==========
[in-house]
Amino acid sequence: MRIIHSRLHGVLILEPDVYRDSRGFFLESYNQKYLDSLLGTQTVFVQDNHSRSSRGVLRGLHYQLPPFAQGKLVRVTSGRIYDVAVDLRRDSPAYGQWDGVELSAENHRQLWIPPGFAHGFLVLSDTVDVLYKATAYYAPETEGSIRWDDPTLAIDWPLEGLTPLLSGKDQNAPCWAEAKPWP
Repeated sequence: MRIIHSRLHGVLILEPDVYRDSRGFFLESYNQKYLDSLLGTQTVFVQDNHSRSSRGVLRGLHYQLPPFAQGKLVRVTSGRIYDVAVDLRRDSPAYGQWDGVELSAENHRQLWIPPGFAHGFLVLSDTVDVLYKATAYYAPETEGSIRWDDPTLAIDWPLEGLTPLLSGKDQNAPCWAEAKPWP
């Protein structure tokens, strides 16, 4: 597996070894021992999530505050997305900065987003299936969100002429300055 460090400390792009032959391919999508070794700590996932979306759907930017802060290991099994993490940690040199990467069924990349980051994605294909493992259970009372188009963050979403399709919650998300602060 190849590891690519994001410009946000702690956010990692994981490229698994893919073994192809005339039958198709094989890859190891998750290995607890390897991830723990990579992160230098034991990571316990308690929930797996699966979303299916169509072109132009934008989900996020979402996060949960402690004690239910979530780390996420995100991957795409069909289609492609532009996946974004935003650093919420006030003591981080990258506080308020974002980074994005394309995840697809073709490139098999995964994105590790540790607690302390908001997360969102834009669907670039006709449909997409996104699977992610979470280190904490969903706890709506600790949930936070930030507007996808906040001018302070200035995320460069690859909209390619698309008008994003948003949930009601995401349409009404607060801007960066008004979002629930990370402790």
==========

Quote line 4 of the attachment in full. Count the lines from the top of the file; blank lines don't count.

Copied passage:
């Protein structure tokens, strides 16, 4: 597996070894021992999530505050997305900065987003299936969100002429300055 460090400390792009032959391919999508070794700590996932979306759907930017802060290991099994993490940690040199990467069924990349980051994605294909493992259970009372188009963050979403399709919650998300602060 190849590891690519994001410009946000702690956010990692994981490229698994893919073994192809005339039958198709094989890859190891998750290995607890390897991830723990990579992160230098034991990571316990308690929930797996699966979303299916169509072109132009934008989900996020979402996060949960402690004690239910979530780390996420995100991957795409069909289609492609532009996946974004935003650093919420006030003591981080990258506080308020974002980074994005394309995840697809073709490139098999995964994105590790540790607690302390908001997360969102834009669907670039006709449909997409996104699977992610979470280190904490969903706890709506600790949930936070930030507007996808906040001018302070200035995320460069690859909209390619698309008008994003948003949930009601995401349409009404607060801007960066008004979002629930990370402790």